Volume 3, Issue 8 (September 2006)
An Investigation of Specimen Geometry Effects on the Fracture Behavior of a Polytetrafluoroethylene Polymer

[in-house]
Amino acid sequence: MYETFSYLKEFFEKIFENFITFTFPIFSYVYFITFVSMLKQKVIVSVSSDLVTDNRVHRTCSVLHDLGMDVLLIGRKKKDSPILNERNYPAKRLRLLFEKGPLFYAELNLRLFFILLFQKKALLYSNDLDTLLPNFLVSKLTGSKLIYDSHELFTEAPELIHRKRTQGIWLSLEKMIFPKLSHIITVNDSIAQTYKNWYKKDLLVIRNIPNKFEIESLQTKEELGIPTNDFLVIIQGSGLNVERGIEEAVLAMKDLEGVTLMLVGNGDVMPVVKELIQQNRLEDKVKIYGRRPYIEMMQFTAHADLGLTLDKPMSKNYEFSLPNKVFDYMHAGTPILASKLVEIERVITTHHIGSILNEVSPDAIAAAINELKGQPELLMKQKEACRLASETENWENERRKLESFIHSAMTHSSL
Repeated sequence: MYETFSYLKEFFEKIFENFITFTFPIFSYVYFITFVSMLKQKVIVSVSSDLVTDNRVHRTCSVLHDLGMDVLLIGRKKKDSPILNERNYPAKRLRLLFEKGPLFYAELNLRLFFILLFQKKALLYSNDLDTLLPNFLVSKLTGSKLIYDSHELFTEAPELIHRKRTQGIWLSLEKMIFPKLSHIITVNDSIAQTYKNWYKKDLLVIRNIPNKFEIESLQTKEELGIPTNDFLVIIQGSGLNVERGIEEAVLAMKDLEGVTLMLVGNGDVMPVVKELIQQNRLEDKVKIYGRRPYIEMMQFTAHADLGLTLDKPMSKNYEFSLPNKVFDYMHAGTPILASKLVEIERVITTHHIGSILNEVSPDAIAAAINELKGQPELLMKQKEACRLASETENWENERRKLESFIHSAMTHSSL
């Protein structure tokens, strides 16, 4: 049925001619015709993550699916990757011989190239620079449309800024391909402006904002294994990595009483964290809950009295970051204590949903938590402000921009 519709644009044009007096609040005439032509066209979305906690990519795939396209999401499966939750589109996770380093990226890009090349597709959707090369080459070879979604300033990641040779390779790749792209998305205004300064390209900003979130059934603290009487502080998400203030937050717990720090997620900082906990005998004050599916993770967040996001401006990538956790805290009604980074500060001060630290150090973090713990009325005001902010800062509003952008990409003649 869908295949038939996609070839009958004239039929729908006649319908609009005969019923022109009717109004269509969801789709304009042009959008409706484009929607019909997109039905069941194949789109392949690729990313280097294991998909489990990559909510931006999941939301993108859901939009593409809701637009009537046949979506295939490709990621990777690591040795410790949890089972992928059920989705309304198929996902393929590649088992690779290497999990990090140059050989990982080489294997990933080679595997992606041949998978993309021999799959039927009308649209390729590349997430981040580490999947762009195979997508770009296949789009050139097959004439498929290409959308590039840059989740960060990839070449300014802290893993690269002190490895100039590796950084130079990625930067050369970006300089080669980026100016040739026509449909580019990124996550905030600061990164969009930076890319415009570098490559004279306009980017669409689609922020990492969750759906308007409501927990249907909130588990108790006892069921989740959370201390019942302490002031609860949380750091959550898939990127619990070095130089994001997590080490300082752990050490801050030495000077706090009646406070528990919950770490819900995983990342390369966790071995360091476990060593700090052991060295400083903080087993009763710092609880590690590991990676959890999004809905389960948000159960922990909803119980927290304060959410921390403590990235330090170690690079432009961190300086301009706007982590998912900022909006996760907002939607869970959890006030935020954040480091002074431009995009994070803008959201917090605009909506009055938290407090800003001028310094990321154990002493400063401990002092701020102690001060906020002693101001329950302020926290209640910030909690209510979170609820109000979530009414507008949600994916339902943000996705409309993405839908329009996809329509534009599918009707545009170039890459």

Recent interest by the U.S. Navy in metal filled polymers for weapons applications has resulted in a desire to characterize interactions between polymer properties associated with strain rate sensitivity, pressure sensitivity, failure mechanisms, damage mechanisms, spall strength, crystalline response to shock loading, and dynamic fracture mechanics as well as the effects of loading the polymer with various metal fillers . Polytetrafluoroethylene (PTFE) is an important structural polymer that in the “7C” derivative is used for gaskets, bearing pads, piston rings, and diaphragms and when 5μm aluminum spheres are added, has important ballistic properties. Prior work [2–4] evaluated the fracture toughness of PTFE and aluminum filled PTFE over a range of temperatures and loading rates using compact tension (C(T)) specimens and the normalization method [5–7] described in Annex A15 of ASTM E 1820. Moreover, prior work  has shown that filling the PTFE with 10 to 25 % aluminum 5μm spheres can increase stiffness and strength while the effect on toughness can be either positive or negative depending on the loading rate and test temperature. The overall effect on fracture toughness properties derived from adding the aluminum spheres to the PTFE is small and for that reason the unfilled PTFE material was used here to study the effects of geometry on fracture toughness in this material. The normalization method was initially chosen for this project because of the scarcity and cost of specimen material, especially the filled, reactive material, the many different test conditions to be investigated, and the inadequacy of alternative methods. It was quite fortunate that the normalization method was used initially to characterize this polymer since the fracture toughness resistance curves of this material often contains ductile instabilities or “pop-ins” which would not have been well characterized by multispecimen methods. The objective of this work is to compare the fracture toughness measurements obtained from C(T) and precracked Charpy (SE(B)) specimens tested under similar test conditions. A comparison is also made between J-R curves obtained using the single specimen normalization method and the “Basic” or multispecimen procedure. A limited study of the effects of side grooving on the crack extension and on the resulting J-R curves is included here.